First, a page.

Robust health system
One of the recommendations of the recently released Health and Disability system review was the creation of a new Crown health entity to be called Health NZ.
This proposed new name is rather lacklustre and doesn't create the image of a strong, unified comprehensive nationwide health service such as Britain's well respected NHS (National Health Service).
For the public to have real confidence in this latest change to the health system, a more fitting name would be the New Zealand National Health Service, which would better reflect what its primary focus should be - a service for the people of New Zealand.
The NZ NHS should follow the lead of the UK NHS and include coverage of dental treatment and ambulance services, which is much-needed in this country and would help address the dire financial situation St John Ambulance service is now in.
Isaac Broome, Pukekohe.
I read Hollie Mcintyre's story (NZ Herald June 24) with tears and frustration.
Once again, we have let somebody down, the doctor is not held accountable and ACC does absolutely nothing.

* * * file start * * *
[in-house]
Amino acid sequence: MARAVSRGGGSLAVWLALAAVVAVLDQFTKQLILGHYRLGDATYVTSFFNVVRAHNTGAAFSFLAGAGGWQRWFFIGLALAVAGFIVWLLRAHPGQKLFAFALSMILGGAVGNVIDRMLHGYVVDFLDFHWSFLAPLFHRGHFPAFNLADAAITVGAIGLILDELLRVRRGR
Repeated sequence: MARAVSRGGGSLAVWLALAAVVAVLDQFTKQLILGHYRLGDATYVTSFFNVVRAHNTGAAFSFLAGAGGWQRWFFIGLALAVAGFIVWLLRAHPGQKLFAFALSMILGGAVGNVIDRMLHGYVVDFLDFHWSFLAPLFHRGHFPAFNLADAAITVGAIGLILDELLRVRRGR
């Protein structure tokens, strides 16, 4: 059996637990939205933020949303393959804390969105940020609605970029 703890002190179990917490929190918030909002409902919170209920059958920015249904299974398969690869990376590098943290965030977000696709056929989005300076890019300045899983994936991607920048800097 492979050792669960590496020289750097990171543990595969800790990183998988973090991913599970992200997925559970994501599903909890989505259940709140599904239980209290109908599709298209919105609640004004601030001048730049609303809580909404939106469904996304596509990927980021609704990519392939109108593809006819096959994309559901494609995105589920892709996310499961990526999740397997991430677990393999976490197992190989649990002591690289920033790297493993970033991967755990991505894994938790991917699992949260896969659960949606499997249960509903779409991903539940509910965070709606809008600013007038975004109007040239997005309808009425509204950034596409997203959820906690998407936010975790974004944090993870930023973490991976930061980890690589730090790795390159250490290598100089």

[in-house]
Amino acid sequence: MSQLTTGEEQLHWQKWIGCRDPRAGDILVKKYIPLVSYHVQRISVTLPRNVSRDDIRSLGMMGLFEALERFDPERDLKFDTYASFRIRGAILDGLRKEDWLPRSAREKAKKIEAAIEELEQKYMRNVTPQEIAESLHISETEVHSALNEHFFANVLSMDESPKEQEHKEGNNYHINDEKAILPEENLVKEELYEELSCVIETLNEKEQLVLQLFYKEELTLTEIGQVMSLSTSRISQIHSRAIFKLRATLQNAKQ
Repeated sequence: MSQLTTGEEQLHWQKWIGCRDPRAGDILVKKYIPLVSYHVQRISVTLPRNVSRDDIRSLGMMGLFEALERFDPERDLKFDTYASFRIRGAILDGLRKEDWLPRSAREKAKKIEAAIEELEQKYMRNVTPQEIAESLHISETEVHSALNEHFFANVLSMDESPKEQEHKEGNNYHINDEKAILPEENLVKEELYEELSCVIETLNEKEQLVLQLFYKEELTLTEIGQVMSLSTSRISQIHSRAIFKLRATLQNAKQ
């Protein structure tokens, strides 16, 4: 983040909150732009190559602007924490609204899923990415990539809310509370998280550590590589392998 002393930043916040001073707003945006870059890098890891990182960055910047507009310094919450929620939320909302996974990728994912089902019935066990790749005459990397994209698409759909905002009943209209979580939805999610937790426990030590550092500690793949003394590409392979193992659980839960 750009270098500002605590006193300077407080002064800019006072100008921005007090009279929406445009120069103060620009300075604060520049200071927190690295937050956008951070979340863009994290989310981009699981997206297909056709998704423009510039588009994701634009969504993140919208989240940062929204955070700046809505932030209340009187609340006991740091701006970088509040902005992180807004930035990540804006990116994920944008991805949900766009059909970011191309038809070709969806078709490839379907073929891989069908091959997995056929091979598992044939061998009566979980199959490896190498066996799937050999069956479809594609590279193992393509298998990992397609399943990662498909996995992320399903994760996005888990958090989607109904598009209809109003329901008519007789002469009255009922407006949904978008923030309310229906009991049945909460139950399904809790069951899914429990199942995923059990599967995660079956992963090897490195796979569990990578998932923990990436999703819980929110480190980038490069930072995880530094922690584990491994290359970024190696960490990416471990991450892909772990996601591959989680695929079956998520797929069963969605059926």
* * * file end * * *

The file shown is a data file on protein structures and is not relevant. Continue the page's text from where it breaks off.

I have had breast cancer and received the same run-around. The doctor was reviewed and, even though the margin was poor, no bad outcome for the doctor and ACC, nothing. Doctors in New Zealand seem to work with impunity under ACC and get away with things that would never happen in similar countries around the world.
Carol Richardson, Bayswater.
Peter Clapshaw (NZ Herald, June 24) raises some good points about the ineptitude of Auckland Council and Watercare.
At the height of the drought last summer, we were told there was no shortage of water.
In autumn this year, we were told there would be longer than normal dry periods, which is yet to occur, I guess.